All talks at Winchester Discovery Centre, Jewry Street 7.15 for 7.45 unless otherwise advertised.
Licensed bar serving hot drinks, cakes and snacks. No charge to attend. Contributions welcome.
4th November 2019 “Black holes as bubbles of fluids” – Dr Oscar Campos-Dias – STAG
Stephen Hawking told us that black holes are not after all that dark since they can emit quantum thermal radiation. It follows that to fully understand black holes we will ultimately have to have a theory of quantum gravity. While searching for this theory, in recent years it was found that gravity and certain quantum theories can be mapped to each other via a one-to-one correspondence that we call a holographic duality. And, remarkably, in certain regimes this holographic duality is such that black holes can be described by hydrodynamics or fluid physics. That is to say, in certain conditions black holes behave very much like fluids and soap bubbles. And phenomena like turbulence and vortices (so familiar to us in hurricanes) can be found also in the study of black holes. I will discuss how some of these ideas emerged.
Oscar Dias is a member of the String Theory and Gravity Group in the Department of Mathematical Sciences and STAG, University of Southampton. Before arriving in Southampton, initially as an STFC Ernest Rutherford Fellow, Oscar Dias was a researcher at the Perimeter Institute for Theoretical Physics (Canada), at the Kavli Institute (California), at the University of Barcelona, at DAMTP (Cambridge) and at the Commissariat for Atomic Energy (France). He does research on black holes and holographic dualities.
2nd December 2019 – “Gravitational wave astronomy” Prof Ian Jones – STAG
On February 11th 2016, something truly remarkable was announced to the world – the detection of gravitational waves from two colliding back holes. Described as one of the greatest discoveries of the century, it confirmed a prediction made by Albert Einstein himself, exactly one hundred years earlier. In this talk, I will describe why this really is a big deal, what is means for physics and astronomy, what else we have detected since, and what we might have to look forward to in the future. The story will take us to some interesting places, involving lasers, super-precise experiments, and, of course, the black holes themselves.
Prof Ian Jones is an expert on astrophysical sources of gravitational waves. He is a member of the Gravity Group in the department of Mathematical Sciences, University of Southampton. He is also a member of the LIGO Scientific Collaboration, the group that in February 2016 announced the first ever detection of gravitational waves, confirming an outstanding prediction of Einstein’s Theory of Relativity, and giving us the most direct view yet of those most mysterious objects – black holes.
6th January 2020 “Driving-us-closer-to-greener-transport: sustainable lightweight composites” Professor Hom Nath Dhakal
The principle of Hom’s research is combining organic materials with plastics to create composite laminates.
The goal is to see these being used for products such as car bumpers and door linings. If you’re picturing a car partly made of plant fibres and imagining it would break if you blew on it, think again. Part of Hom’s research is about proving they have the necessary strength.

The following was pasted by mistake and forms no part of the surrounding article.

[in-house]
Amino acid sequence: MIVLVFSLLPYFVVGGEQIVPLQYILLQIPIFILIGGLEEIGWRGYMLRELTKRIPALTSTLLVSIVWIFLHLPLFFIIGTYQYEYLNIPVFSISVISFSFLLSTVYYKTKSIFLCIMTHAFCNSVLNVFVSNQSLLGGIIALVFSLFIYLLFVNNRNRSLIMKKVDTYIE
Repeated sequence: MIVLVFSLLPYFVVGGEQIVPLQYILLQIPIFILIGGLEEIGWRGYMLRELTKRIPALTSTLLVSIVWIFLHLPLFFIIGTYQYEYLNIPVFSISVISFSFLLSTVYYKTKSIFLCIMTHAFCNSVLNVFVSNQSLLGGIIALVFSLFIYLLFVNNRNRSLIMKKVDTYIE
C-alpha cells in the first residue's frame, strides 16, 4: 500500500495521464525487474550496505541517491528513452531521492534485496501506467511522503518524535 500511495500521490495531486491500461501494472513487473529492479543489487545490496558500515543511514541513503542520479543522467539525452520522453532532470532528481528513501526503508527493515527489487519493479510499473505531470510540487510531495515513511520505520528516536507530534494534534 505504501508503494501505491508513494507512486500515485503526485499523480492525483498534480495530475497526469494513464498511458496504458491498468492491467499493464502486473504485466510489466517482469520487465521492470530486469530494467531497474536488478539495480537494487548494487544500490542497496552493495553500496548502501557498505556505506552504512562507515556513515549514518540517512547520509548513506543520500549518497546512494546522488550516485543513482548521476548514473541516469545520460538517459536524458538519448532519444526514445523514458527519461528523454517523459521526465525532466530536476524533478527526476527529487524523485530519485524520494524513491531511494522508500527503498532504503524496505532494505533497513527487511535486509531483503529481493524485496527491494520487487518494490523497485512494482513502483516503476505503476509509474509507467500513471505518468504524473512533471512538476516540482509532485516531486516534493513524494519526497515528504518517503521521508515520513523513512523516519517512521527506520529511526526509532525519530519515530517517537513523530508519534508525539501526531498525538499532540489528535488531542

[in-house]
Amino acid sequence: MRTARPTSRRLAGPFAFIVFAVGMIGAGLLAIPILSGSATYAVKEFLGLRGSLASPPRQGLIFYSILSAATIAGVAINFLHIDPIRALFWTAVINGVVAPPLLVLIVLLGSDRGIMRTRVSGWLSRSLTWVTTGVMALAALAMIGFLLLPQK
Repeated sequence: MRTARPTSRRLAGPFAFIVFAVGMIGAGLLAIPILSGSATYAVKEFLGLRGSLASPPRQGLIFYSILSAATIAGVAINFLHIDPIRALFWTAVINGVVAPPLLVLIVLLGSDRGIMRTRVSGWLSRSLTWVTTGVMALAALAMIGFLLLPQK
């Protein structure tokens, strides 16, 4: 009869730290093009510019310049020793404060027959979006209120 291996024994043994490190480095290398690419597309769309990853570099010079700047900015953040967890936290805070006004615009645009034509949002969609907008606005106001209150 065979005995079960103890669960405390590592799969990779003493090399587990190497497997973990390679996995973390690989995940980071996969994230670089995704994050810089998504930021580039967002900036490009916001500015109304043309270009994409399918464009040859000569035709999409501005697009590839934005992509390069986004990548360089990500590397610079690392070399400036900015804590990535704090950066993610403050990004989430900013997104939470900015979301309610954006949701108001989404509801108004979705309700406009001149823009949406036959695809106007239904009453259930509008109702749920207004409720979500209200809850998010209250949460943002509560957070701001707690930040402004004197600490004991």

He and his team conducted several experiments to find out what happens to their materials when loads are applied. There are different mechanical properties to consider – from impact strength, to flexural strength, to fatigue – depending on what a biocomposite might be used for.
Professor Hom Nath Dhakal is a Professor of Mechanical Engineering at the School of Mechanical and Design Engineering, University of Portsmouth, U.K. In addition, he is also a docent professor of bio-based materials at the faculty of textiles engineering and business, University of Borås, Sweden.
He leads the Advanced Materials and Manufacturing (AMM) Research Group within the School of Mechanical and Design Engineering. His principal research interest lies in the design, development, testing and characterisation of sustainable lightweight composites, nanocomposites, natural fibre composites and biocomposites including their mechanical (tensile, flexural, low-velocity impact and fracture toughness), thermal and environmental properties (dimensional stability under harsh environments).
He is a Fellow of the Higher Education Academy (HEA), Chartered Engineer (CEng), a Fellow of the Institution of Engineering and Technology (FIET), Fellow of the Institute of Materials, Minerals and Mining (IOM3) (FIMMM) and a member of the American Society for Composites (ASC).
Professor Dhakal is the author/co-author of over 100 publications in the area of light weight sustainable composite and biocomposites which has attracted well over 2400 citations with an h-index of 22; i10-index of 41 (Google Scholar as of 24/05/2019); ResearchGate score of 32.66, and higher than 90% of ResearchGate members. He has successfully supervised many PhDs as a Director of Studies; and been an external examiner for many PhDs nationally and internationally. He is a member of international scientific research committees; established national and international industrial, professional and academic networks.